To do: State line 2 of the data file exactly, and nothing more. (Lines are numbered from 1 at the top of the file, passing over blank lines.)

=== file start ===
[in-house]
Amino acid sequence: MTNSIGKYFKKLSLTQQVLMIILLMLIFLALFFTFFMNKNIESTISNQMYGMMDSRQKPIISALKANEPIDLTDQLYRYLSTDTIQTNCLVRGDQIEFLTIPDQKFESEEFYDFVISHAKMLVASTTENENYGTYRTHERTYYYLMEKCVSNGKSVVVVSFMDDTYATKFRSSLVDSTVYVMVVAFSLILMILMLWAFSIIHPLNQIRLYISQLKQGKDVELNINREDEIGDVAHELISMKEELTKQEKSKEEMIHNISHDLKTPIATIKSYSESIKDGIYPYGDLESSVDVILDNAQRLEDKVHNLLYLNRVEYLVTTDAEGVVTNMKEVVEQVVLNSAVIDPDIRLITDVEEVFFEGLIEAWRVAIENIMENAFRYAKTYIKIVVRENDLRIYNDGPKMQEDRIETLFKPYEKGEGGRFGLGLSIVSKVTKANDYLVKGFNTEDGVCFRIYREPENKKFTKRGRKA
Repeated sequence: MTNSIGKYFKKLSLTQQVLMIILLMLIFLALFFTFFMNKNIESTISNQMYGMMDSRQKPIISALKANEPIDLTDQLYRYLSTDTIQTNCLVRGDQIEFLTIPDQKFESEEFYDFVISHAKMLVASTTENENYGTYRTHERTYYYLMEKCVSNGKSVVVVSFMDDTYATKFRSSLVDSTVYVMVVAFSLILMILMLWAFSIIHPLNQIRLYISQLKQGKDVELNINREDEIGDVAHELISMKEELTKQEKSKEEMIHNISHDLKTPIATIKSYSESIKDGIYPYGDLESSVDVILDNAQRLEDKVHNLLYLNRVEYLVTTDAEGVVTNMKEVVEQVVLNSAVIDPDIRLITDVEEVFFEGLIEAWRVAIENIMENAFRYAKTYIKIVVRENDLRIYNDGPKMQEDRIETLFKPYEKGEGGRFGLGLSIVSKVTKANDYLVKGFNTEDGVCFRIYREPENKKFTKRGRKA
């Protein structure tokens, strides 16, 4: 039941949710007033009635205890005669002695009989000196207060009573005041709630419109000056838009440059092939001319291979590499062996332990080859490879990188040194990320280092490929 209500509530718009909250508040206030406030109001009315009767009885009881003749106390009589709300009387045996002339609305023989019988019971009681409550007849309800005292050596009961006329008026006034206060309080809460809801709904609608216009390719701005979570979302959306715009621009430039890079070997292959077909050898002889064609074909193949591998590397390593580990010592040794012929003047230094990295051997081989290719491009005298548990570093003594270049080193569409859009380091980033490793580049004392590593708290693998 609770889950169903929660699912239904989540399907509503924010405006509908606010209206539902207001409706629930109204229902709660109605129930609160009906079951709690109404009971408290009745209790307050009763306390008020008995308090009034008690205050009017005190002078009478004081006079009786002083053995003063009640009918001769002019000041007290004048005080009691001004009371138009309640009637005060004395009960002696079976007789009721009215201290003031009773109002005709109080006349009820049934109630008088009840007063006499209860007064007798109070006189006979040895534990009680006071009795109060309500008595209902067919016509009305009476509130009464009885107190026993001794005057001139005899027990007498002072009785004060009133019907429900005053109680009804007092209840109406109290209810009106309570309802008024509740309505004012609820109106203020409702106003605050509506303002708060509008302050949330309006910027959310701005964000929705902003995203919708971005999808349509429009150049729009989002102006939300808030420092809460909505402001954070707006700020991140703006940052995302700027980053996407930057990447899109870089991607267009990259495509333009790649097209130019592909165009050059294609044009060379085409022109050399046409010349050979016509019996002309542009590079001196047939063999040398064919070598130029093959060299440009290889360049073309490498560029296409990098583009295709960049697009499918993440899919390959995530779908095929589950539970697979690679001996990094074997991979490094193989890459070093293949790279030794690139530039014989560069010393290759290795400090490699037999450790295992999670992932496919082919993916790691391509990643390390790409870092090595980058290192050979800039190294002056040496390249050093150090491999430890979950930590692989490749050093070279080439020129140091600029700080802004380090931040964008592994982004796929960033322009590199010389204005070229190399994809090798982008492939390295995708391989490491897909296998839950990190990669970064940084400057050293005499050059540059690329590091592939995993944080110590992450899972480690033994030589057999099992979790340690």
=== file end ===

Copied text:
Amino acid sequence: MTNSIGKYFKKLSLTQQVLMIILLMLIFLALFFTFFMNKNIESTISNQMYGMMDSRQKPIISALKANEPIDLTDQLYRYLSTDTIQTNCLVRGDQIEFLTIPDQKFESEEFYDFVISHAKMLVASTTENENYGTYRTHERTYYYLMEKCVSNGKSVVVVSFMDDTYATKFRSSLVDSTVYVMVVAFSLILMILMLWAFSIIHPLNQIRLYISQLKQGKDVELNINREDEIGDVAHELISMKEELTKQEKSKEEMIHNISHDLKTPIATIKSYSESIKDGIYPYGDLESSVDVILDNAQRLEDKVHNLLYLNRVEYLVTTDAEGVVTNMKEVVEQVVLNSAVIDPDIRLITDVEEVFFEGLIEAWRVAIENIMENAFRYAKTYIKIVVRENDLRIYNDGPKMQEDRIETLFKPYEKGEGGRFGLGLSIVSKVTKANDYLVKGFNTEDGVCFRIYREPENKKFTKRGRKA